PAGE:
(Your attempted restriction to certain "scenarios" found in the media feed of the politically influenced IPCC is much closer to "cherrypicking" than my insistence on paying attention to the entire range of data, research, etc, published and used by the IPCC. In your attempted narrow focus on "scenarios" lifted from partial data and arbitrarily restricted aspects of research as reported, you even create and invoke such nonexistent features as "absolute worst case" estimates and the like - not just cherrypicking, but inventing the cherrypicked item).


    Again: the data and findings and research and so forth evaluated and employed by the IPCC, the published graphs and estimates of the IPCC, and so forth, inform my posts.

    Nothing "beyond" the IPCC. Just beyond the selected and restricted and politically vulnerable IPCC scenarios you chose to describe as "absolute worst case".
     
    Last edited: Feb 13, 2020
  12. billvon Valued Senior Member

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    17,413
    They have both underestimated and overestimated at times.

    In 1990, the IPCC's business-as-usual case had an expected temperature rise of .25C per decade. Actual has been .15C per decade. The issue was CO2 sensitivity; they thought the sensitivity was higher than it was.

    This is to be expected in any attempt at modeling a complex system like the climate. You are going to get it wrong initially before you understand all the factors that go into the model. Nowadays predictions are getting better.
    Great. So we're good.
     
    Michael 345 likes this.
  13. iceaura Valued Senior Member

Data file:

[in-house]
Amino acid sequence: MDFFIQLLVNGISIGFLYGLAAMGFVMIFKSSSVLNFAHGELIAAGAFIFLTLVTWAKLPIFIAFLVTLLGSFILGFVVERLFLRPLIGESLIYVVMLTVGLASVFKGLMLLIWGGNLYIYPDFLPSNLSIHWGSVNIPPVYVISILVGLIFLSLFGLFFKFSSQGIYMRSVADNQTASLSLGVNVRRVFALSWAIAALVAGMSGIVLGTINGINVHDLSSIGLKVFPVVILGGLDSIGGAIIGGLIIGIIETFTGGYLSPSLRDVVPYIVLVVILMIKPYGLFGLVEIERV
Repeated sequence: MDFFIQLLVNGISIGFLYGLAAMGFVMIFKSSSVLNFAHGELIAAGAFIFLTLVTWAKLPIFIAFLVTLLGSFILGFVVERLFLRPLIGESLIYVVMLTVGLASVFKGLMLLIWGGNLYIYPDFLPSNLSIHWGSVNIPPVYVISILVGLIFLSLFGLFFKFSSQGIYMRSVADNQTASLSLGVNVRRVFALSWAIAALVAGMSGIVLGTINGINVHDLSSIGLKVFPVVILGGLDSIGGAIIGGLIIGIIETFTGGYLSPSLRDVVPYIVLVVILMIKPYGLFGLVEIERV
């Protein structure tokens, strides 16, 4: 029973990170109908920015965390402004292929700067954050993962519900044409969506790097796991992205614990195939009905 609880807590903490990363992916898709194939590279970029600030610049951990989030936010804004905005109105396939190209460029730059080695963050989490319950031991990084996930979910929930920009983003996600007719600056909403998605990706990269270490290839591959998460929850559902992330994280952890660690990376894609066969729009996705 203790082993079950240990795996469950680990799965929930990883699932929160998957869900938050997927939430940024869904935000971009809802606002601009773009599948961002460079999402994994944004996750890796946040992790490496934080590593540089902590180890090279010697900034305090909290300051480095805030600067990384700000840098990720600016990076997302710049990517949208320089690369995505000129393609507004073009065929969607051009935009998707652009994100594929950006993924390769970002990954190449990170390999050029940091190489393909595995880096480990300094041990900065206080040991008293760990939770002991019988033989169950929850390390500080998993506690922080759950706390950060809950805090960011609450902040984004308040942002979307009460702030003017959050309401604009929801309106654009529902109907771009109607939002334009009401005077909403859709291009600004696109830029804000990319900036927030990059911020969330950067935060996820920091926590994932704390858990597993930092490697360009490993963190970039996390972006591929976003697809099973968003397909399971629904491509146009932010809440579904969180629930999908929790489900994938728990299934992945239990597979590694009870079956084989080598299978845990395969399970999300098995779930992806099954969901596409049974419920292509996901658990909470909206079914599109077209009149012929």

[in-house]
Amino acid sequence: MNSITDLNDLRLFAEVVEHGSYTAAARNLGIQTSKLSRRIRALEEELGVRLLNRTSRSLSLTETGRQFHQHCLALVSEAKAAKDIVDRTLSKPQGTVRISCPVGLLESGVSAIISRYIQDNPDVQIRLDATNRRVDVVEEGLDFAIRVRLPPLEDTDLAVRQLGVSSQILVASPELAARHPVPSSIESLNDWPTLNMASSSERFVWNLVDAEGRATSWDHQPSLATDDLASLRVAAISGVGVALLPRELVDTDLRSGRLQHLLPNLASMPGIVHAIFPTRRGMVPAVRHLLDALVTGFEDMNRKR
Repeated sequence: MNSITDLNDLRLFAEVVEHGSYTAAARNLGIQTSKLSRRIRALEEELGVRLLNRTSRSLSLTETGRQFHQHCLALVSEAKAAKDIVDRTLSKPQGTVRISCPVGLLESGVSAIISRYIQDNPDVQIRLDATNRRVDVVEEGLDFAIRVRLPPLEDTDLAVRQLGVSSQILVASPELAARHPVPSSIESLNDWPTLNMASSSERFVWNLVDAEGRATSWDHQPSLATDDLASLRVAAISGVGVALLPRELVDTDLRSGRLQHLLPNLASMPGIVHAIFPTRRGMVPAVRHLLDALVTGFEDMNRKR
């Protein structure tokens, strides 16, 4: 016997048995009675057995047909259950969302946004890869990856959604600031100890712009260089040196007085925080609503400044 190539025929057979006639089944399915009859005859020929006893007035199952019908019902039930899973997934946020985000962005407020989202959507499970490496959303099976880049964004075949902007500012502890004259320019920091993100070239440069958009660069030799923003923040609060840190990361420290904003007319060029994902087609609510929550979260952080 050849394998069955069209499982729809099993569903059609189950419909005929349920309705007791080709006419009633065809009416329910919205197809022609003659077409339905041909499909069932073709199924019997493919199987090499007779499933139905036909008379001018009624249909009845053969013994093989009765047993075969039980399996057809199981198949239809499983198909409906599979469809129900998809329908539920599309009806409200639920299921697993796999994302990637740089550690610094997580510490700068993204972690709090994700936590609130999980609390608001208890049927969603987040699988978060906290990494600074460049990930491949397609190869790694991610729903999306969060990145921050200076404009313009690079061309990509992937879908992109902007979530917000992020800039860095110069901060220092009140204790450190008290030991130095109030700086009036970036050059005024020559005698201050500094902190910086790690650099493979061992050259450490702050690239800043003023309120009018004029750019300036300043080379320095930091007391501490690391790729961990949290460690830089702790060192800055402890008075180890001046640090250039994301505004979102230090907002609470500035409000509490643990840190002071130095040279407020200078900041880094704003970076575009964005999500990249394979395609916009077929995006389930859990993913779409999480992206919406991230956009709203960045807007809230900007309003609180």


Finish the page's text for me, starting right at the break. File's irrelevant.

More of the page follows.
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    29,941
    But not equivalently or equally or net/overall. https://www.climatecentral.org/news/ipcc-predictions-then-versus-now-15340

    The IPCC in its official, public, media feed has - net - significantly underestimated and/or lowball predicted both the severity of AGW, and the risks inherent in its continuing as it is, as visible in the data and research upon which the IPCC media feed is supposedly based.
    Air temperature. You are restricting your reference to air temperature.
    And you continue to deal in fixed numbers rather than ranges and probabilities. That conceals the differences in risk.

    The IPCC underestimated the temperature increase in deeper ocean waters, and the amount of absorbed energy that went to melting ice and thawing dirt, and a couple of other factors. The result was an underestimate of the severity of AGW over the decades since 1990, partly hidden (at least for those willing to cooperate in the deception) behind an overestimate of the short term air temperature increase.

    AGW refers to Anthropogenic Global Warming. The globe is not made of air.
    https://www.climatecentral.org/news/ipcc-predictions-then-versus-now-15340

    And the main issue is not climate "sensitivity", which is bedeviled by either its basis in equilibrium assumptions or the lack of data and capability for handling non-eq assumptions - the global climate is not going to be in equilibrium for a long time. https://en.wikipedia.org/wiki/Climate_sensitivity